- #1

Contadoren11

- 11

- 0

Hi,

Two questions.

1) I'm having trouble understanding the stability of the stable Lagrangian points (L_4 and L_5); Wikipedia explains that if an object in the L_4 or L_5 of a planet is pushed closer towards the common center of gravity of the Sun and the planet, the increased speed that comes from a reduced distance to the center of gravity (due to conserved angular momentum) compensates for this (and the other way around (i.e. if it's pushed farther from the center of gravity)). I don't understand it intuitively nor can I explain it physically. Anyone care to have a go explaining it? Google seems to yield nothing.

2) I don't understand this formula that gives the eccentricity of an orbit expressed by the specific mechanical energy of the object (assuming orbit around the Sun, so virtually a one-body problem):

Intuitively, it makes sense to me that the eccentricity would vary depending on the mechanical energy, but I can't understand the presence of the h^2, nor how (or indeed if at all) the value of h^2 would change if, say, the speed (and thus mechanical energy) of an object in orbit were to suddenly increase, for instance. Again, anyone feel like having a go at explaining to me how the formula makes sense? (Also, am I correct in assuming that the lowest possible energy for an object in orbit would result in a circular orbit, while the eccentricity would gradually increase with mechanical energy?)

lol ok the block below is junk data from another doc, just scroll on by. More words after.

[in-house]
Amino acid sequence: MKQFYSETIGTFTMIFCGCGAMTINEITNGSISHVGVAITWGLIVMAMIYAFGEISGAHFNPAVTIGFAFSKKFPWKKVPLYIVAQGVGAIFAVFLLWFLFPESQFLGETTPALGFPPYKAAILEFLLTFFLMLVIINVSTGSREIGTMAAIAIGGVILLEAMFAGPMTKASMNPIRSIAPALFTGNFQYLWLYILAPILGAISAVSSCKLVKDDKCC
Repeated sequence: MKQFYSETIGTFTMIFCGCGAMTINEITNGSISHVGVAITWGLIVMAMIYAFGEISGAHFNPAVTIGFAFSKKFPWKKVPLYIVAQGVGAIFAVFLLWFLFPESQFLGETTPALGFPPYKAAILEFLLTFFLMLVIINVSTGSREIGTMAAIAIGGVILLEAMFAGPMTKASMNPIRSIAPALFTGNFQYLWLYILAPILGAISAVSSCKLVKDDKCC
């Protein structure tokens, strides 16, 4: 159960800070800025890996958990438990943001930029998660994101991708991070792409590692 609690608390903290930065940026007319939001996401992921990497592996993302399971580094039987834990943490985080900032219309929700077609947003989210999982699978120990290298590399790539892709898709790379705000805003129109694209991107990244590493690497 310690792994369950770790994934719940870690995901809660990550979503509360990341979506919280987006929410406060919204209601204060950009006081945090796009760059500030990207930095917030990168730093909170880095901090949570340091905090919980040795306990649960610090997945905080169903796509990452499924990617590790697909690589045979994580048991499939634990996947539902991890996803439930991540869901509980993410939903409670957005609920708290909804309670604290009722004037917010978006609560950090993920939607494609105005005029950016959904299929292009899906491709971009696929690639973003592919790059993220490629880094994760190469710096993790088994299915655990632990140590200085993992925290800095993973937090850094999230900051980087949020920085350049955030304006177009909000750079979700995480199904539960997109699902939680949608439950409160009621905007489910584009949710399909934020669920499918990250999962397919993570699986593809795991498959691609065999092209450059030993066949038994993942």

Oh, and the bottom paragraph of this site confuses me even more, as it states that the mechanical energy and e aren't connected (the way I understand it): http://courses.physics.northwestern.edu/Phyx125/Orbital%20Stuff.pdf

Any help is much appreciated (my lack of comprehension frustrates me greatly...)

Two questions.

1) I'm having trouble understanding the stability of the stable Lagrangian points (L_4 and L_5); Wikipedia explains that if an object in the L_4 or L_5 of a planet is pushed closer towards the common center of gravity of the Sun and the planet, the increased speed that comes from a reduced distance to the center of gravity (due to conserved angular momentum) compensates for this (and the other way around (i.e. if it's pushed farther from the center of gravity)). I don't understand it intuitively nor can I explain it physically. Anyone care to have a go explaining it? Google seems to yield nothing.

2) I don't understand this formula that gives the eccentricity of an orbit expressed by the specific mechanical energy of the object (assuming orbit around the Sun, so virtually a one-body problem):

Intuitively, it makes sense to me that the eccentricity would vary depending on the mechanical energy, but I can't understand the presence of the h^2, nor how (or indeed if at all) the value of h^2 would change if, say, the speed (and thus mechanical energy) of an object in orbit were to suddenly increase, for instance. Again, anyone feel like having a go at explaining to me how the formula makes sense? (Also, am I correct in assuming that the lowest possible energy for an object in orbit would result in a circular orbit, while the eccentricity would gradually increase with mechanical energy?)

Oh, and the bottom paragraph of this site confuses me even more, as it states that the mechanical energy and e aren't connected (the way I understand it): http://courses.physics.northwestern.edu/Phyx125/Orbital%20Stuff.pdf

Any help is much appreciated (my lack of comprehension frustrates me greatly...)

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